Researcher elected fellow of national association
Dr. Mary Wheeler, a noted computational researcher, has been elected a fellow of the American Academy of Arts and Sciences. Wheeler is director of the Center for Subsurface Modeling at the university’s Institute for Computational Engineering and Sciences. She also is the Ernest and Virginia Cockrell Chair in the Department of Aerospace Engineering and Engineering Mechanics. She has appointments in the departments of Mathematics and Petroleum Engineering.
ConocoPhillips donates $1 million
ConocoPhillips has contributed $1 million to support academic programs at the university. The grant benefits undergraduates and graduate students in the university’s McCombs School of Business, Cockrell School of Engineering, Jackson School of Geosciences and College of Natural Sciences. The largest component of the donation is $275,000 for the SPIRIT Scholars program. Now in its eighth year, the SPIRIT Scholars program provides scholarships, mentorship programs, enrichment activities and internship opportunities for students pursuing a career in the energy industry.
Longhorns reclaim Lone Star Showdown trophy
The 2009-10 academic calendar year marks the sixth season of the State Farm Lone Star Showdown, the official moniker for all varsity men’s and women’s athletics competition between The University of Texas at Austin and Texas A&M University. For the fourth time in the first six years of this event, the Longhorns have captured the Showdown title outright.
Warfield Center names Faculty Teaching Award recipient
Dr. Julian Heilig, assistant professor in educational administration, has received the first Warfield Center for African and African American Studies (WCAAS) Faculty Teaching Award. The award was created by the center to recognize faculty members who are outstanding and innovative instructors, have a long-term impact on students and demonstrate the principles and mission of the WCAAS.
Doctoral students receive Hogg Foundation award
Three doctoral students have received an award from the Hogg Foundation for Mental Health to assist in their academic research. Monica Faulkner (School of Social Work), Adryon Burton Denmark (College of Education) and Johnathan Fowler (Department of Educational Psychology) each received the $1,500 Francis Fowler Wallace Memorial Dissertation Award, which is given to students conducting research related to mental health.
The New York Times: In Venezuela’s savanna, clash of science and fire
The mist-shrouded mountains rising out of the forest here form one of the world’s most beguiling frontiers of exploration and research, inspiring Arthur Conan Doyle’s 1912 fantasy novel “The Lost World” and teams of biologists who still mount expeditions to remote escarpments in hopes of finding species new to science.
But in the savannas below, the tendrils of smoke hanging over the landscape attest to a custom that has set off a fierce debate among scientists in Venezuela and beyond: the Pemón Indian tradition of repeatedly burning grassland and forest to hunt for animals and grow food.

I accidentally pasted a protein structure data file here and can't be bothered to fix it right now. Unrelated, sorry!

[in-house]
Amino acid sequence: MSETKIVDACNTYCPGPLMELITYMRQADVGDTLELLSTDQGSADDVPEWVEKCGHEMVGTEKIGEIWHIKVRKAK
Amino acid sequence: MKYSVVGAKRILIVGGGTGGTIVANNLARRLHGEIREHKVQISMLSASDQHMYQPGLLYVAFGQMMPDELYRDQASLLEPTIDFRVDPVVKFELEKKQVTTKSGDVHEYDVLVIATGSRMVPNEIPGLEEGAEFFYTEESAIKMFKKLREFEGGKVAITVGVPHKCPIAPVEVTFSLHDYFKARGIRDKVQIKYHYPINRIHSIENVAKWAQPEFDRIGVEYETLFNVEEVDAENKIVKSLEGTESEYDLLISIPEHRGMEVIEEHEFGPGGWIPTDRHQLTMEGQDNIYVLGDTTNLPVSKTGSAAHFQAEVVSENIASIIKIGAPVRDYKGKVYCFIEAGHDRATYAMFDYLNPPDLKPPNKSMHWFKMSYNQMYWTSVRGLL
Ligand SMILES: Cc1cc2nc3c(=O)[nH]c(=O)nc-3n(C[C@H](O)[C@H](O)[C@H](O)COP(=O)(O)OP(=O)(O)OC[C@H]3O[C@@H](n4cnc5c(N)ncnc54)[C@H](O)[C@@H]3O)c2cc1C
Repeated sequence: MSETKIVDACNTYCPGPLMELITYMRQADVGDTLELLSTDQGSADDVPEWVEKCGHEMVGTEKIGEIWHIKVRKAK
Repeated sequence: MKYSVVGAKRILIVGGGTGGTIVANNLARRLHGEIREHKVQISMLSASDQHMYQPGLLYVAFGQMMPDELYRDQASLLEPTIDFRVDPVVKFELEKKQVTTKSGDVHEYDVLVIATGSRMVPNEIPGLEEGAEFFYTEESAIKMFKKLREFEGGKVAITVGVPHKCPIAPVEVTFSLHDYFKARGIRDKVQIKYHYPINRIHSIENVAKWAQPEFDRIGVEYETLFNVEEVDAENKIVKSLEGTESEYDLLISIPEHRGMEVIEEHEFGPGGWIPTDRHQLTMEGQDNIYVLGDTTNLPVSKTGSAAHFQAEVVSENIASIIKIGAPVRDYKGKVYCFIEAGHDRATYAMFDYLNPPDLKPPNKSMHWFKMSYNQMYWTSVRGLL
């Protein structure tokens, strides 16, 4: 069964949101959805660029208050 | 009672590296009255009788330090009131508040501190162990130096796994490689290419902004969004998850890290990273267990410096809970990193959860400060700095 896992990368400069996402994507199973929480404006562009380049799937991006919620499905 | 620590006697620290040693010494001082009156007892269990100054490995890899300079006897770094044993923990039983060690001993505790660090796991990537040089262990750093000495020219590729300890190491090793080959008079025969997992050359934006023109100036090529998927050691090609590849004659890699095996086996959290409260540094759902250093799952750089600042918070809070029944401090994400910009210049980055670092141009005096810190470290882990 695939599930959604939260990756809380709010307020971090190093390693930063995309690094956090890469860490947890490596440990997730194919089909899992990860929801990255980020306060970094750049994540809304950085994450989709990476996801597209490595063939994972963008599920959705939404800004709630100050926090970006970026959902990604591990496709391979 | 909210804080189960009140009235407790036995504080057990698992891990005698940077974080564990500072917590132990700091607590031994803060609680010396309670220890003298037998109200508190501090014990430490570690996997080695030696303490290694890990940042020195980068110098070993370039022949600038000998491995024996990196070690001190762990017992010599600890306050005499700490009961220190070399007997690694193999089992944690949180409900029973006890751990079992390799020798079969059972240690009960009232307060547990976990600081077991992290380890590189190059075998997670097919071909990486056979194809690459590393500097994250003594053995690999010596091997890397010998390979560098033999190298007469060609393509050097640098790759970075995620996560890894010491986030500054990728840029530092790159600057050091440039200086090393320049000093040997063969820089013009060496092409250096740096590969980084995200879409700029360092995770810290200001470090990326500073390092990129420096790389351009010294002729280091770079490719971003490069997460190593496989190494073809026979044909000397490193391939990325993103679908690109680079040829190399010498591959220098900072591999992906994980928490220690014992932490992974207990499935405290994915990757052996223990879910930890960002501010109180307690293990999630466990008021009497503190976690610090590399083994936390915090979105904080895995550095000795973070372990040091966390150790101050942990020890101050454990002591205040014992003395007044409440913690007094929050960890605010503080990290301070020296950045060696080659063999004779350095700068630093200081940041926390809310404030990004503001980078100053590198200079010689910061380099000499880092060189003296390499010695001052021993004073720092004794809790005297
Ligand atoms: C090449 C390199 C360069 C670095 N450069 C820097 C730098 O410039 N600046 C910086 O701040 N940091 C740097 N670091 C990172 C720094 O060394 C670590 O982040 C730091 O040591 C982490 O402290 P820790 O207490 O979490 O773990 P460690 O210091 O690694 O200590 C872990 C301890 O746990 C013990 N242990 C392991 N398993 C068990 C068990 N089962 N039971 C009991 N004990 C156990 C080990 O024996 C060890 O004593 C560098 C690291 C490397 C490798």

Bjørn Sletto, a planning expert at the University of Texas who studied Pemón fire customs, saw them burn to clear grasses of snakes and scorpions; to communicate with smoke signals; and to fish, with fire causing insects to leap into water and attract fish.
But foremost among the Pemón’s reasons for burning the savanna, Sletto said, may be to create a mosaic landscape divided by natural fire breaks that prevent larger fires from spreading. “There are ecologically sound reasons for the Pemón to keep fuel levels on the savanna low,” he said.
TIME: Just how dangerous are oil rigs, anyway?
By any measure, drilling for oil and gas offshore is one of America’s most dangerous professions. The risks are unavoidable: workers are on shift for an average of 12-hours a day dealing with highly combustible materials on a platform where cranes swing heavy equipment constantly overhead.
Incidents aboard oil rigs are kind of like plane crashes: they occur rarely but when they do happen they have the potential to kill quickly, cost companies millions of dollars and raise calls for increased safety and preparation measures. “These events are low probability with a high consequence,” said Greg McCormack, director of the Petroleum Extension Service at the University of Texas, which works with the oil and gas industry to safety train workers. “It is a hazardous business and that is what the industry has to deal with on a daily basis.”
ABC News: ‘Cushy’ job or ‘isolated’ hell? Life as a Supreme Court justice
When President Obama picks his nominee to become the nation’s 112th Supreme Court justice, he’ll bestow one of the highest honors a U.S. lawyer or judge can receive. But appointment to a seat on the country’s highest court can be both a blessing and a curse, court insiders say.
In many ways, “it’s the cushiest job in the world,” said Supreme Court historian and University of Texas law professor Lucas “Scot” Powe.
Read last week’s In the Know.